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Re: "Overlay" accessibility products.


From: Jonathan Avila
Date: Mar 26, 2019 9:12AM

Hi Larry, products that require a user to enable accessibility after the fact generally have a difficult time addressing the spectrum of needs that users with disabilities have. Many users benefit from programmatic changes that benefit text-to-speech while also benefiting from visual changes and design changes. So it's best to design a site to be inclusive to all users from the start so the user can choose which combination of accessibility features that work best for them with their technology. Sites with alternative options tend to be seen as not always equivalent and require an extra step by the user. These widgets appear to solve issues with one click -- but in fact some of the widgets require extensive work by the companies that sell them to make the site more accessible. It's best to put money into designing the site to be inclusive rather than an after-the-fact solution that will need to be updated when the site is updated and may not be robust.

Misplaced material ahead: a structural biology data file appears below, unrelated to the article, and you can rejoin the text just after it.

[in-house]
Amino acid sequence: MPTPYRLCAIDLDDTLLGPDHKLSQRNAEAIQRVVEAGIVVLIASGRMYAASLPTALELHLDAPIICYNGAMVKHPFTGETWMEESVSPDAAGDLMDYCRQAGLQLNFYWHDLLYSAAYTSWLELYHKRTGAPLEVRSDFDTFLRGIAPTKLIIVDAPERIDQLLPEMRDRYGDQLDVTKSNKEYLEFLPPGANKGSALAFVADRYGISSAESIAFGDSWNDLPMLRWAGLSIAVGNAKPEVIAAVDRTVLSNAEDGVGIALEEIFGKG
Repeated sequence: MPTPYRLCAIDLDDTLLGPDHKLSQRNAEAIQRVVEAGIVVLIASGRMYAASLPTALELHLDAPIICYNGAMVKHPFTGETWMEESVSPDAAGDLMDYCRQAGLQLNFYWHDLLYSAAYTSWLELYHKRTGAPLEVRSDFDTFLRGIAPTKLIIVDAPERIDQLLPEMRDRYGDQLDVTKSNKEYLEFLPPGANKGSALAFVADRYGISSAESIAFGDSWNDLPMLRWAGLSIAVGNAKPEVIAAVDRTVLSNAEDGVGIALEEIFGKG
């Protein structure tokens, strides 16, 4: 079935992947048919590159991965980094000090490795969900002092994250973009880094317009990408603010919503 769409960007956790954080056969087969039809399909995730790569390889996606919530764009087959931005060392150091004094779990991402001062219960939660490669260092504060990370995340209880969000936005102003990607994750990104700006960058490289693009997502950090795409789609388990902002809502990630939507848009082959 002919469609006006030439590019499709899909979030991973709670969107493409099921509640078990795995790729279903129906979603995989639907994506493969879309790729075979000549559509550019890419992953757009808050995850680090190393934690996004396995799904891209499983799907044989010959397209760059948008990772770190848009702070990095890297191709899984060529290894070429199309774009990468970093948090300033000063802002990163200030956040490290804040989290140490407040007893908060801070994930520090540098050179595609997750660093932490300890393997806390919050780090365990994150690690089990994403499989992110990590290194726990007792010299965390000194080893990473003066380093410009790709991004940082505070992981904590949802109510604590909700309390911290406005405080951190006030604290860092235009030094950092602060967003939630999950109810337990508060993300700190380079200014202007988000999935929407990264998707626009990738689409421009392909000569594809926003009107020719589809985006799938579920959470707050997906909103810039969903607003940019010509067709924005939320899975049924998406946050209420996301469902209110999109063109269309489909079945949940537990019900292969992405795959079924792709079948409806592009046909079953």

Best Regards,


Jonathan Avila, CPWA
Chief Accessibility Officer
Level Access
703.637.8957 office
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-----Original Message-----
From: WebAIM-Forum < <EMAIL REMOVED> > On Behalf Of Fix, Lawrence
Sent: Tuesday, March 26, 2019 10:59 AM
Subject: [WebAIM] "Overlay" accessibility products.

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I'm interested in opinions about accessibility products that "overlay" a web site providing an accessible view of the site, without changing the code of the site. Do they truly make your site compliant? I believe that automated testing tools will still detect errors when crawling the code. Is that OK as long as the user can use the site?


Larry Fix
Web Site Accessibility
L&R Experience Design
80 Pine St, New York, NY 10005
Tel +1 917 703 3916
<EMAIL REMOVED> | www.aig.com